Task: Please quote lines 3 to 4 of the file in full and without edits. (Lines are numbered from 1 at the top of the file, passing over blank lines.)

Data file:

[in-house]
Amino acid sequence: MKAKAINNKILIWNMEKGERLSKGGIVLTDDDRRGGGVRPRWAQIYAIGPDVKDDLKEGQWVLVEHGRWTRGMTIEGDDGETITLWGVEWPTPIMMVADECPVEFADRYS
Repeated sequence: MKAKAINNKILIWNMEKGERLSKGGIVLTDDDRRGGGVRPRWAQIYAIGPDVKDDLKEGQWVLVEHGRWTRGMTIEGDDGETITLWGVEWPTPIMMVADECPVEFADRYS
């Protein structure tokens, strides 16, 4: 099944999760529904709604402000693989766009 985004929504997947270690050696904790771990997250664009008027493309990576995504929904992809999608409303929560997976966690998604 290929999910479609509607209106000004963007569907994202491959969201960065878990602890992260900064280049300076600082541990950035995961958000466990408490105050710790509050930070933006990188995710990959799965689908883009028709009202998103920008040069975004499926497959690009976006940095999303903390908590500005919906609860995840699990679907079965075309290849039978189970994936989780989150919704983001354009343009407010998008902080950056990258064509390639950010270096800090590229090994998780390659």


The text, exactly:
Repeated sequence: MKAKAINNKILIWNMEKGERLSKGGIVLTDDDRRGGGVRPRWAQIYAIGPDVKDDLKEGQWVLVEHGRWTRGMTIEGDDGETITLWGVEWPTPIMMVADECPVEFADRYS
């Protein structure tokens, strides 16, 4: 099944999760529904709604402000693989766009 985004929504997947270690050696904790771990997250664009008027493309990576995504929904992809999608409303929560997976966690998604 290929999910479609509607209106000004963007569907994202491959969201960065878990602890992260900064280049300076600082541990950035995961958000466990408490105050710790509050930070933006990188995710990959799965689908883009028709009202998103920008040069975004499926497959690009976006940095999303903390908590500005919906609860995840699990679907079965075309290849039978189970994936989780989150919704983001354009343009407010998008902080950056990258064509390639950010270096800090590229090994998780390659």